And once you arrive in Puerto Carreño?

Take a vehicle to the municipality of Causarito, where you will take a boat across the Orinoco River in Venezuela to Puerto Ayacucho. There you will find boats that will take you to the mouth of the Tomo River. From there it is only a few minutes walk to the administrative center, which serves as the entrance to the park.

Visit the official page for more information.

Tatamá National Natural Park

Location: The entrance to the protected area is only enabled through the Montebello sector, in the municipality of Pueblo Rico, in the Risaralda department, 43 miles from Pereira and 56 miles from Manizales.

Access: Entry to the park is free. To visit this park, you must make a reservation at least 5 days before going, writing an email to: [email protected]

Tatamá National Natural Park is a practically virgin park, and if today it is considered the best-preserved natural park in the country, it is because it remains unknown to the public.

Some say that the name of the park means “the highest land,” but others say it means “the grandparents of the rivers,” and it currently has a high level of scientific interest. Jaguars in this place inhabit most of the forests in this park. Walks are usually done on a bike route or on foot.

Services and activities

  • Bird watching.
  • Activities on a bike path along the trail.
  • It does not have infrastructure for lodging, still, you can camp in predetermined ecological areas.

How to get there?

  • From Pereira and Manizales, which are the nearest cities, you must take a vehicle along the road that leads to the sanctuary or to the Los Planes de San Rafael settlement.
  • Once there, head along a road that passes by the Ministry of the Environment cabin, between 1 and 2 hours approx.
  • Then drive to the paramo region approximately 7 hours.

You can visit the official page for more information.

9 Fascinating Facts About Jaguars

  • They’re the kings of the American jungle. On average, they weigh between 65 and 140 kilograms, with some males reaching up to 148 kilograms. They live for 12 to 15 years in the wild.
  • The jaguar boasts the most powerful jaws of all felines and can pierce a turtle’s shell with its fangs.
  • The spots on a jaguar function like human fingerprints—they’re unique. Within each spot lies a smaller one, distinguishing it from the leopard.
  • Jaguars can inhabit various ecosystems and easily adapt to forests, arid areas, and savannas, but they prefer tropical jungles where water and prey are abundant.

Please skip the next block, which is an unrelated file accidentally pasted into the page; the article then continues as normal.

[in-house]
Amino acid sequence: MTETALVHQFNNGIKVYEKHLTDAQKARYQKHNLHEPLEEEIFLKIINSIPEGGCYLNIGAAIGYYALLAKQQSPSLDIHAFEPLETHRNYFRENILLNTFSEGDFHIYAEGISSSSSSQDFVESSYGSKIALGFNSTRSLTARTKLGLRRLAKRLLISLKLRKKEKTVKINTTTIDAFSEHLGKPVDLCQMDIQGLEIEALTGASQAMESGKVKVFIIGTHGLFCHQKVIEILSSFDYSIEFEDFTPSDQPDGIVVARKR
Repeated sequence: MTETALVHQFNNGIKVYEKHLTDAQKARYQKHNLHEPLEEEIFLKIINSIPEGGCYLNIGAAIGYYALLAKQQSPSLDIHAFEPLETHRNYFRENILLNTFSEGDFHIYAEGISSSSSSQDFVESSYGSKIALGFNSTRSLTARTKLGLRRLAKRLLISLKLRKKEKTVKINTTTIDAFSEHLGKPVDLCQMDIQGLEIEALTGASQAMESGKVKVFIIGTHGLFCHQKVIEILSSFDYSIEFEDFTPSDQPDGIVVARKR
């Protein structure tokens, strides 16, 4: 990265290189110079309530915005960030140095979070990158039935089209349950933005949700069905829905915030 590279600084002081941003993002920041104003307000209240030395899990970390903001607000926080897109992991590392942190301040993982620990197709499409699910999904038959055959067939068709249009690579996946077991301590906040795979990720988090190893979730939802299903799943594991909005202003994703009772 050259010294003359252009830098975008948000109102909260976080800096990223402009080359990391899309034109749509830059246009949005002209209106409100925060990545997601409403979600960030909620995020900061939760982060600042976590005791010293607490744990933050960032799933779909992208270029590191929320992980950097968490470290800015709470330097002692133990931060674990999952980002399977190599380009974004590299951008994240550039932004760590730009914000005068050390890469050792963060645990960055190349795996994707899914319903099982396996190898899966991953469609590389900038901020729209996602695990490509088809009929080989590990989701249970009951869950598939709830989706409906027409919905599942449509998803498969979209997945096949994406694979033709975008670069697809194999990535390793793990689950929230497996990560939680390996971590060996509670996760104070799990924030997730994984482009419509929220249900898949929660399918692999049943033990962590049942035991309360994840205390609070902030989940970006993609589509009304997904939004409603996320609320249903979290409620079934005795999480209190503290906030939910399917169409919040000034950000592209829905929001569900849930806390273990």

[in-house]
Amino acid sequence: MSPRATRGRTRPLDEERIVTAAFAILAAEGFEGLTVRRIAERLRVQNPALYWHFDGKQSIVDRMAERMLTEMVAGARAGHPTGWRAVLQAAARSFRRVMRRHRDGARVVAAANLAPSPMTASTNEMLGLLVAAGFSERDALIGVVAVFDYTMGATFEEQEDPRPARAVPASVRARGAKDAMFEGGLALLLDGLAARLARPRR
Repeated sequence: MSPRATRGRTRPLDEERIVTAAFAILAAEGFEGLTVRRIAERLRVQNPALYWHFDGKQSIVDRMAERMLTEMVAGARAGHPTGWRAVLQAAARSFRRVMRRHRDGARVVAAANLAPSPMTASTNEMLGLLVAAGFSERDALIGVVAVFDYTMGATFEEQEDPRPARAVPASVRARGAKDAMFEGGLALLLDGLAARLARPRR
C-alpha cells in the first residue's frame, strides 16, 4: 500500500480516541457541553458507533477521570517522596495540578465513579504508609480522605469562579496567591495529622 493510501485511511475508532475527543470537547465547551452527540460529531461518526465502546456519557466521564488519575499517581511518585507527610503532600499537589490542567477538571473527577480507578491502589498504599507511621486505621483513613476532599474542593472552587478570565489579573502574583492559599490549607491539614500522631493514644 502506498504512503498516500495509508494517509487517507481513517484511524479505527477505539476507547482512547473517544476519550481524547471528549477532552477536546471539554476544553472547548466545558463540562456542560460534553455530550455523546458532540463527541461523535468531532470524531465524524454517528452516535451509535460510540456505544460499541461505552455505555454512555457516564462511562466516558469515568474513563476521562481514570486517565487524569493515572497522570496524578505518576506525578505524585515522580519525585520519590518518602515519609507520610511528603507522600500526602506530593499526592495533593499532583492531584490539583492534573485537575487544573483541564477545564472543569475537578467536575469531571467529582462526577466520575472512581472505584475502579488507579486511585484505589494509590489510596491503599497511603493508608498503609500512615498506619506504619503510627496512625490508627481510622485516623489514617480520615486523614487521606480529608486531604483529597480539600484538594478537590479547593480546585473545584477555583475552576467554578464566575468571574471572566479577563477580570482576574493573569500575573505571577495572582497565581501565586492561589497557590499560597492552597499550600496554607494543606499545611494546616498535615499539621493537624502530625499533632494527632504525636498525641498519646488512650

• As an umbrella species, protecting jaguars preserves the habitat of other species that share its home. They’re the top predators in the chain and regulate the populations of other animals.
  • These felines are particularly cunning; they always attack from behind and, like many predators, aim to incapacitate their prey with a single bite to the neck.
  • Jaguar cubs are born blind and take up to 2 years to become independent from their mothers. They are carnivores, with a diet ranging from rodents to sea turtles.
  • Jaguars don’t chase their prey; instead, they stealthily stalk them before attacking. They can leap up to five meters and swim quite adeptly.
  • They need to consume over 30 kilograms of meat per day, meaning they have to hunt daily.

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About Author

Frank

Frank

Hello! I'm Frank Spitzer, the founder and the heart behind Pelecanus, a specialized tour operator for Colombia travel. My journey in travel is vast and rich – I've explored over 60 countries, absorbing cultures, experiences, and stories along the way. Since 2017, I've been channeling this wealth of global experience into creating unforgettable travel experiences in Colombia. I'm recognized as a leading authority in Colombian tourism, with a deep-seated passion for sharing this beautiful country with the world. You can catch glimpses of my travel adventures and insights around Colombia on my YouTube channel. I'm also active on social media platforms like TikTok, Facebook, Instagram, and Pinterest, where I share the vibrant culture and stunning landscapes of Colombia. For professional networking, feel free to connect with me on LinkedIn. Join me on this incredible journey, and let's explore the wonders of Colombia together!